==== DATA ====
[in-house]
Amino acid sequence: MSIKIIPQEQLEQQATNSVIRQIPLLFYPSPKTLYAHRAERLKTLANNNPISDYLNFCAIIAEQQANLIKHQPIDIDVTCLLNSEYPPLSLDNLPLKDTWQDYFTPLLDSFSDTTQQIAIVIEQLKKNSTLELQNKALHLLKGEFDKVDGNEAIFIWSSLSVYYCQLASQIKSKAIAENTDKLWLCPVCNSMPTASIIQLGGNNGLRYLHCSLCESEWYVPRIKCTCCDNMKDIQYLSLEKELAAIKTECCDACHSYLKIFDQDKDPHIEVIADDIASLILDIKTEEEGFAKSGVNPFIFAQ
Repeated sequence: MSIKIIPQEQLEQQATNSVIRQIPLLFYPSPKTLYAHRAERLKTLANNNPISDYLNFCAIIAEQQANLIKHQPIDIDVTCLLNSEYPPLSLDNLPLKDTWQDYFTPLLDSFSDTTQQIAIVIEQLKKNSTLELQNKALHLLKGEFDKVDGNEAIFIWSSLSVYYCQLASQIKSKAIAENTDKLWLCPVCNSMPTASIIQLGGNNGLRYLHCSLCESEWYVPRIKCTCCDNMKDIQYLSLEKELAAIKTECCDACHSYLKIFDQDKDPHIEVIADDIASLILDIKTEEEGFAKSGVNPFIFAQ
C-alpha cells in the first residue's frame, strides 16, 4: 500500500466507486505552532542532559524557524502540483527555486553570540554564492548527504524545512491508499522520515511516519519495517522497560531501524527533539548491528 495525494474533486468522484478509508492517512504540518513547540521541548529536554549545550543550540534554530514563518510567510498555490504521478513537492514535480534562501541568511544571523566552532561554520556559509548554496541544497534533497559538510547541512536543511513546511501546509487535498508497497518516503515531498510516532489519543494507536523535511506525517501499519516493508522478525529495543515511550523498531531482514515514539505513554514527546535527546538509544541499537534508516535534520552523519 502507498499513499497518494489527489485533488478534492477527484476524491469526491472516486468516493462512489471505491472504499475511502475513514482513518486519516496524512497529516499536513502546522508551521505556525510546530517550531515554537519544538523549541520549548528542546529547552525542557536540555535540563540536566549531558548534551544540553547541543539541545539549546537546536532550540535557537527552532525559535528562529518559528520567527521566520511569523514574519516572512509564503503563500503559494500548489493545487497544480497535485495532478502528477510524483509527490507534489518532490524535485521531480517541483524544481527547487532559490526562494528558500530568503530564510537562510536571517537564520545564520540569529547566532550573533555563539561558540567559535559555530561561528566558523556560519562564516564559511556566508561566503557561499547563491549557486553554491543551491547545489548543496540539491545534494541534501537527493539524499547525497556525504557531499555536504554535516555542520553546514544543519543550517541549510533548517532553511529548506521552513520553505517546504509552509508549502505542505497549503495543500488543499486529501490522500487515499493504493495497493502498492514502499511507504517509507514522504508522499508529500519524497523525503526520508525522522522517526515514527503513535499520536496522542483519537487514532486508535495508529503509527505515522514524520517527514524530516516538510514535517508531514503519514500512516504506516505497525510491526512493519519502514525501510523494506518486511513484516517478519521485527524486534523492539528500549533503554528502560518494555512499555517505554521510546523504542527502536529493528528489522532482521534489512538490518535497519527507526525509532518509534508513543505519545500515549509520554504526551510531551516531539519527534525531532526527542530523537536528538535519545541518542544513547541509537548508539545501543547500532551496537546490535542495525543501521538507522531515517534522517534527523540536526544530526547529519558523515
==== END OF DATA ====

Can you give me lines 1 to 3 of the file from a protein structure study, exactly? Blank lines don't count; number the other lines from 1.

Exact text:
[in-house]
Amino acid sequence: MSIKIIPQEQLEQQATNSVIRQIPLLFYPSPKTLYAHRAERLKTLANNNPISDYLNFCAIIAEQQANLIKHQPIDIDVTCLLNSEYPPLSLDNLPLKDTWQDYFTPLLDSFSDTTQQIAIVIEQLKKNSTLELQNKALHLLKGEFDKVDGNEAIFIWSSLSVYYCQLASQIKSKAIAENTDKLWLCPVCNSMPTASIIQLGGNNGLRYLHCSLCESEWYVPRIKCTCCDNMKDIQYLSLEKELAAIKTECCDACHSYLKIFDQDKDPHIEVIADDIASLILDIKTEEEGFAKSGVNPFIFAQ
Repeated sequence: MSIKIIPQEQLEQQATNSVIRQIPLLFYPSPKTLYAHRAERLKTLANNNPISDYLNFCAIIAEQQANLIKHQPIDIDVTCLLNSEYPPLSLDNLPLKDTWQDYFTPLLDSFSDTTQQIAIVIEQLKKNSTLELQNKALHLLKGEFDKVDGNEAIFIWSSLSVYYCQLASQIKSKAIAENTDKLWLCPVCNSMPTASIIQLGGNNGLRYLHCSLCESEWYVPRIKCTCCDNMKDIQYLSLEKELAAIKTECCDACHSYLKIFDQDKDPHIEVIADDIASLILDIKTEEEGFAKSGVNPFIFAQ